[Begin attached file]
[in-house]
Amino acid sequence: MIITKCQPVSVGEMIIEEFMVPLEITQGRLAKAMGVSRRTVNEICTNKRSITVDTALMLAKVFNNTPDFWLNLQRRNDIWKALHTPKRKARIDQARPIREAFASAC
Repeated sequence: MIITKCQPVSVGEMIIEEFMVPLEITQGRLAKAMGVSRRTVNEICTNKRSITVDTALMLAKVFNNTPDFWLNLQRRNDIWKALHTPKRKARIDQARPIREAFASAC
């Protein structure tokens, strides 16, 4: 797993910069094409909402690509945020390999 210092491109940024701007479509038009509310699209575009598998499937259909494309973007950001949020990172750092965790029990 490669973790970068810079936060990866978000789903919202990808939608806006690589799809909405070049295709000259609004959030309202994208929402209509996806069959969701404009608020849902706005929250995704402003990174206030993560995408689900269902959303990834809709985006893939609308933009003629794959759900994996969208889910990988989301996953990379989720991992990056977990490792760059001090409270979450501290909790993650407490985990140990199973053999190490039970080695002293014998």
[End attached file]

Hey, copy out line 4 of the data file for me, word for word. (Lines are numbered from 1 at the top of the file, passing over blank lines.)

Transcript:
């Protein structure tokens, strides 16, 4: 797993910069094409909402690509945020390999 210092491109940024701007479509038009509310699209575009598998499937259909494309973007950001949020990172750092965790029990 490669973790970068810079936060990866978000789903919202990808939608806006690589799809909405070049295709000259609004959030309202994208929402209509996806069959969701404009608020849902706005929250995704402003990174206030993560995408689900269902959303990834809709985006893939609308933009003629794959759900994996969208889910990988989301996953990379989720991992990056977990490792760059001090409270979450501290909790993650407490985990140990199973053999190490039970080695002293014998």